EuroTier 2021: Impacts of the coronavirus pandemic on livestock businesses in Africa

The Covid-19 pandemic caused chaos for the agricultural sector all around the world but was particularly troublesome in sub-Saharan Africa.
calendar icon 10 March 2021
clock icon 4 minute read

Details of a survey conducted by Agri Research International on the impact for poultry and livestock businesses in 10 sub-Saharan countries were presented at the virtual EuroTier 2021 exhibition.

The research focused on the impact on input distributors, feed mills, hatcheries and poultry integration plus the roads to recovery and business opportunities.

Xavier Cadiou, founder and CEO at Agri Research International, said: “The survey was carried out in August 2020 among 266 companies in the poultry and dairy sectors. The survey showed that during August 2020 the operating capital was low for most companies with 72% of them operating at 60% or below. In terms of turnover, 88% of the companies experienced a decrease in turnover while some experienced an actual increase.”

The report showed that farmers were in difficulty from the Covid-19 regulations with some in Tanzania closing down and poultry farmer in Ghana throwing away eggs and having to sell layers at low prices when markets collapsed.

“Covid-19 had an immediate impact on turnover,” said Cadiou. “When countries first went into lockdown, prices for livestock products dropped but companies maintained output volumes.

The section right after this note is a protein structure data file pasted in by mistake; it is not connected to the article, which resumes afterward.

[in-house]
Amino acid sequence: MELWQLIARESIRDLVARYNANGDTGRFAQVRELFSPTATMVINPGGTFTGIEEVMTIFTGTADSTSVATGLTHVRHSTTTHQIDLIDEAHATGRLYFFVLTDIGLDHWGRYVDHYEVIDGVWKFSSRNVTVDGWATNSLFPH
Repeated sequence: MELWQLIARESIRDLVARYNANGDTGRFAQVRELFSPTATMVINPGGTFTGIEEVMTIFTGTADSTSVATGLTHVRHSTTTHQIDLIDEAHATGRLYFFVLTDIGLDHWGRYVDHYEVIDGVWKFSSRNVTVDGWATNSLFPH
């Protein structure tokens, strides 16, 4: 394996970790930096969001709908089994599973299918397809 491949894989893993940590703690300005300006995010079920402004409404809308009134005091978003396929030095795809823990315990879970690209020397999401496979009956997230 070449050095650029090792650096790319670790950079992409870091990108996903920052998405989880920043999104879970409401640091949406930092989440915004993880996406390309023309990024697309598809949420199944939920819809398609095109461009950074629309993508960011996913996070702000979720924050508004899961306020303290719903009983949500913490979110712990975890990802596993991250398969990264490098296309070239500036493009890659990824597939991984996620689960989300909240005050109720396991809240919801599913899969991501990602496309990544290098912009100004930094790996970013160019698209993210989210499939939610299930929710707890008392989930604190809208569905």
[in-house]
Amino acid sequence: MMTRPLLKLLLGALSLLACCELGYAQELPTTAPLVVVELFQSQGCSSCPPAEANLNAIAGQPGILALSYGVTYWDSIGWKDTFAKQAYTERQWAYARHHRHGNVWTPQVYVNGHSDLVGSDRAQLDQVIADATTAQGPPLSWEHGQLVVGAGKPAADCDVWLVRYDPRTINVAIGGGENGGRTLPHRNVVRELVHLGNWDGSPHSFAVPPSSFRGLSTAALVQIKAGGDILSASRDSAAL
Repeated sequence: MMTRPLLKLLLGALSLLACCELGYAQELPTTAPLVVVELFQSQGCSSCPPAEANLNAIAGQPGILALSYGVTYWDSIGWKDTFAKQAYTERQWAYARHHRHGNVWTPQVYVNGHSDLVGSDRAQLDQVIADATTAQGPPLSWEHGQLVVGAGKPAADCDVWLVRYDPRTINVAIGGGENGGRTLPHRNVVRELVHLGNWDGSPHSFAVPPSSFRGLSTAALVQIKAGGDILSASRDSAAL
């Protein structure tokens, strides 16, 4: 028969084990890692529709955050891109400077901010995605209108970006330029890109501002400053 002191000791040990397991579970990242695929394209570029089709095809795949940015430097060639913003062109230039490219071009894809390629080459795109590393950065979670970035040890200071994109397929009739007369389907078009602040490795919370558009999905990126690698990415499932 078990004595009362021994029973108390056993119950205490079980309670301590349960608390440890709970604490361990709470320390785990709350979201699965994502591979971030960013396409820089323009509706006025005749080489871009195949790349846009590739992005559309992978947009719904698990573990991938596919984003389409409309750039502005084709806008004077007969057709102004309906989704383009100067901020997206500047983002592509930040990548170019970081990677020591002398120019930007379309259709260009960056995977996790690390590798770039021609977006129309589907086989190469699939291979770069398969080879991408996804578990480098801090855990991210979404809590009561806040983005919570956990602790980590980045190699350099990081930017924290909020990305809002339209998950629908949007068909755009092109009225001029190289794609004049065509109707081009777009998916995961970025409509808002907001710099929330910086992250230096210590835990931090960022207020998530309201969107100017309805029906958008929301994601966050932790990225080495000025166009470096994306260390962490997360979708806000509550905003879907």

“As the lockdown continued companies reduced operations and in some cases reduced their herd or flock sizes. This in turn led to a decline in feed demand.

“The big question now is will recovery be different depending on business type, for example dairy, poultry, feed or distributor?” he said.

Looking more closely at the results, the survey showed that poultry layer businesses were the most impacted with 74% of these businesses experiencing a decline of over 25%.

Many table egg producers culled their stock when they couldn’t sell eggs and need to rebuild their flocks to recover. Hatcheries were the least impacted with 16% reporting growth.

It could be concluded that the hatcheries with parent stock are recovering quicker as there is a large demand for day old chicks. However at the same time the businesses importing hatching eggs had to stop or reduce their activities.

Around 11% of feed manufacturers reported having an increased turnover as they took market share perhaps because they had storage facilities and access to local raw materials.

Another statistic showed that 43% of companies reduced their permanent staff.

The main impact from the pandemic on the companies was that inputs were more expensive, and there were lower quantities of imported supplies.

In terms of recovery, Cadiou said, “Most companies were forecasting increasing operating capacity by December 2020. Around 53% said they expect to see a recovery to normal situation in the first half of 2021.”

Chris McCullough

Multimedia freelance agricultural journalist
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